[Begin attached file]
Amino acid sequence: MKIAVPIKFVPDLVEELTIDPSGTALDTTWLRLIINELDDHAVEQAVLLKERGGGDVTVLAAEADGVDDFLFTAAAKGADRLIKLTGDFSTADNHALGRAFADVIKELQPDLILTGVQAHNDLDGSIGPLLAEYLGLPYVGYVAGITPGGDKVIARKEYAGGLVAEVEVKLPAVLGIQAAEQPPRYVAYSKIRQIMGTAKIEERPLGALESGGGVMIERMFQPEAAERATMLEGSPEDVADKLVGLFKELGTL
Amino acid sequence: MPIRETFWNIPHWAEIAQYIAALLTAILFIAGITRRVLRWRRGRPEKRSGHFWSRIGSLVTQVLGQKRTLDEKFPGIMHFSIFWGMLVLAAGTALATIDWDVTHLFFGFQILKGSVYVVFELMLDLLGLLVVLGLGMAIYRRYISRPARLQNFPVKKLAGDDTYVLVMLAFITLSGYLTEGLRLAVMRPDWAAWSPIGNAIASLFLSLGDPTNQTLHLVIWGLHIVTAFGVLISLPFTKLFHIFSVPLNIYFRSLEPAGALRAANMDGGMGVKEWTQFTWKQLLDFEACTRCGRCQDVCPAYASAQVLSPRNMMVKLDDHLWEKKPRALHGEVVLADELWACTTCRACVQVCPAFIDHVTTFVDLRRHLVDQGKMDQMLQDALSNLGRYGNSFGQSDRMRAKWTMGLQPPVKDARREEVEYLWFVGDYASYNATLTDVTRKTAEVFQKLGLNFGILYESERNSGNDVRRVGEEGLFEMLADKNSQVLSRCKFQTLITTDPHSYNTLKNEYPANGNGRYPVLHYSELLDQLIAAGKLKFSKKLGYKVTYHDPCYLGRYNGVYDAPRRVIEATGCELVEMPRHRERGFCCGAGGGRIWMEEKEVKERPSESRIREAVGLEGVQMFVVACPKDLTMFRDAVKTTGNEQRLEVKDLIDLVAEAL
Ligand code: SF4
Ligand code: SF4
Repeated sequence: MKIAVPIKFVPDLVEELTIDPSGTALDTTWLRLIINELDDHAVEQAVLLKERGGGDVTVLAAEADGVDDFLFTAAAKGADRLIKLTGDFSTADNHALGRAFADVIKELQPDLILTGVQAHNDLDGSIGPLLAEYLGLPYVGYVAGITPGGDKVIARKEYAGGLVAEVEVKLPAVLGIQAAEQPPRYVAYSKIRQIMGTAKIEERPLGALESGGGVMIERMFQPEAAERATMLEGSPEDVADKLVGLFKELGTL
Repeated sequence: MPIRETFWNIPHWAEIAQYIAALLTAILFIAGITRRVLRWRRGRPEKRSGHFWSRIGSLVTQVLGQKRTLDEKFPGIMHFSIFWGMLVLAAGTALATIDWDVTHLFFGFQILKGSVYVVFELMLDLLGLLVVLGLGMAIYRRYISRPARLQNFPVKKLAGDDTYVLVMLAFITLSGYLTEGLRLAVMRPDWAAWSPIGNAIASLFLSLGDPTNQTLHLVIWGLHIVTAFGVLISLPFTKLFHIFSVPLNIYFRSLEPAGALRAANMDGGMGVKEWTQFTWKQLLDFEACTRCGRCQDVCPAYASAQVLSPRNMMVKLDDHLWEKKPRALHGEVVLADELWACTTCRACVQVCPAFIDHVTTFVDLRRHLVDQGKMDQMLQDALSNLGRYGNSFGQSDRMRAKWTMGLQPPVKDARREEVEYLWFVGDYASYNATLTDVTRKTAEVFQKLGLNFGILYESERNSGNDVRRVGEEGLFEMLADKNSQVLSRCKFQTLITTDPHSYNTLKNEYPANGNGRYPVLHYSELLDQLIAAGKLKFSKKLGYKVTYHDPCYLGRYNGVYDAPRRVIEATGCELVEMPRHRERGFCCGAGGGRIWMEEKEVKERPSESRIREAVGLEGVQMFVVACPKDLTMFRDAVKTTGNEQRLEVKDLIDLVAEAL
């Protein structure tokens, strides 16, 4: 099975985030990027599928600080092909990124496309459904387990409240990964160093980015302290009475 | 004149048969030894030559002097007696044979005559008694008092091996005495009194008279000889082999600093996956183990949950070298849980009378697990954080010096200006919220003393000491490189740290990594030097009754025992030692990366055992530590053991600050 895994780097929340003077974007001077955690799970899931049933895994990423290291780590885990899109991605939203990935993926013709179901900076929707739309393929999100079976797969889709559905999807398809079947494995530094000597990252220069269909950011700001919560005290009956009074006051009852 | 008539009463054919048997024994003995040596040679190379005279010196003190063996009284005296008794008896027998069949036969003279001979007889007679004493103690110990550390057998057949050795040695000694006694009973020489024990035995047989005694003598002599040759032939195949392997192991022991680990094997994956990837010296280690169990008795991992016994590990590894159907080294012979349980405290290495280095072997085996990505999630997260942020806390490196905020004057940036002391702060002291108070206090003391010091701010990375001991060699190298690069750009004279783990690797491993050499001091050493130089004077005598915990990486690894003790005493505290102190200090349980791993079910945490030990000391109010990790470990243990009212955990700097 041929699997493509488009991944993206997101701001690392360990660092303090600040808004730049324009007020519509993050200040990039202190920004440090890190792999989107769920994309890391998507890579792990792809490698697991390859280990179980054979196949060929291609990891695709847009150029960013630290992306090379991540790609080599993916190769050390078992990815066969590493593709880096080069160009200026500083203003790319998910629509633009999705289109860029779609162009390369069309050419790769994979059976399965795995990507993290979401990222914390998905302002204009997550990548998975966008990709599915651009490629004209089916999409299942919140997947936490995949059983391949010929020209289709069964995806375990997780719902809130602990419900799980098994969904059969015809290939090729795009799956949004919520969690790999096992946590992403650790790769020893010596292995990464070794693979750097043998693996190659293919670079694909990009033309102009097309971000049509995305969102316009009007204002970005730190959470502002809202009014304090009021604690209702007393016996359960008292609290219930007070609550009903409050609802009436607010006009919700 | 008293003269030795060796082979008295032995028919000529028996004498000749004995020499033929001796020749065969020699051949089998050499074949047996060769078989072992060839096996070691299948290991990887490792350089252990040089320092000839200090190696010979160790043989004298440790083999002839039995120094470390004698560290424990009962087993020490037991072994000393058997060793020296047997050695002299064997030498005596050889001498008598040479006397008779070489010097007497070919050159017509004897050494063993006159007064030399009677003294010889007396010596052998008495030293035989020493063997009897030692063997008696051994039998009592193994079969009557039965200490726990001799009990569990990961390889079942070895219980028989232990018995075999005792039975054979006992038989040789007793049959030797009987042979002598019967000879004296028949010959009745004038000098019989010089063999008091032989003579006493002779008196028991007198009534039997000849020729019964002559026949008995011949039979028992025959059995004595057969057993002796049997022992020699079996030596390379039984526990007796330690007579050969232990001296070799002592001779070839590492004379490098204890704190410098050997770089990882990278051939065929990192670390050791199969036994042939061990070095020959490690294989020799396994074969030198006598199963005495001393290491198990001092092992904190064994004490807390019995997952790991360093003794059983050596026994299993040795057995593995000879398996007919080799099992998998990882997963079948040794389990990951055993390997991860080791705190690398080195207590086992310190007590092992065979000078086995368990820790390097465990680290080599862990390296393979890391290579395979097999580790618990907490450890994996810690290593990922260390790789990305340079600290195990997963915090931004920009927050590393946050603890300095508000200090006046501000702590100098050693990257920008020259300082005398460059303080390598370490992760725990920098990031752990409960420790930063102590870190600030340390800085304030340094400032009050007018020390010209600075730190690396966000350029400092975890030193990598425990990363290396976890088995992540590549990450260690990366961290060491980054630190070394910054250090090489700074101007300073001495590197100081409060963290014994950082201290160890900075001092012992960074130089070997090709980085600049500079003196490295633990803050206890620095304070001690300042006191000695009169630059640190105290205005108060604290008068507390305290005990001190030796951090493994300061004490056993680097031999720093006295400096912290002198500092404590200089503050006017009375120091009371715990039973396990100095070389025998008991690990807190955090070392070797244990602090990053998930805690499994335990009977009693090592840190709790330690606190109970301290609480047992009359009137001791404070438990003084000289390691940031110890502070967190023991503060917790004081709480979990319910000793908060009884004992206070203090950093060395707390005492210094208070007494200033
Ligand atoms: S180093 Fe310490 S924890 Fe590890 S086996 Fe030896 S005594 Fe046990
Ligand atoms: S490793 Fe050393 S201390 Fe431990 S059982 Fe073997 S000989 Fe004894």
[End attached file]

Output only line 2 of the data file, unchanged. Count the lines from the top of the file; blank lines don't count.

Amino acid sequence: MPIRETFWNIPHWAEIAQYIAALLTAILFIAGITRRVLRWRRGRPEKRSGHFWSRIGSLVTQVLGQKRTLDEKFPGIMHFSIFWGMLVLAAGTALATIDWDVTHLFFGFQILKGSVYVVFELMLDLLGLLVVLGLGMAIYRRYISRPARLQNFPVKKLAGDDTYVLVMLAFITLSGYLTEGLRLAVMRPDWAAWSPIGNAIASLFLSLGDPTNQTLHLVIWGLHIVTAFGVLISLPFTKLFHIFSVPLNIYFRSLEPAGALRAANMDGGMGVKEWTQFTWKQLLDFEACTRCGRCQDVCPAYASAQVLSPRNMMVKLDDHLWEKKPRALHGEVVLADELWACTTCRACVQVCPAFIDHVTTFVDLRRHLVDQGKMDQMLQDALSNLGRYGNSFGQSDRMRAKWTMGLQPPVKDARREEVEYLWFVGDYASYNATLTDVTRKTAEVFQKLGLNFGILYESERNSGNDVRRVGEEGLFEMLADKNSQVLSRCKFQTLITTDPHSYNTLKNEYPANGNGRYPVLHYSELLDQLIAAGKLKFSKKLGYKVTYHDPCYLGRYNGVYDAPRRVIEATGCELVEMPRHRERGFCCGAGGGRIWMEEKEVKERPSESRIREAVGLEGVQMFVVACPKDLTMFRDAVKTTGNEQRLEVKDLIDLVAEAL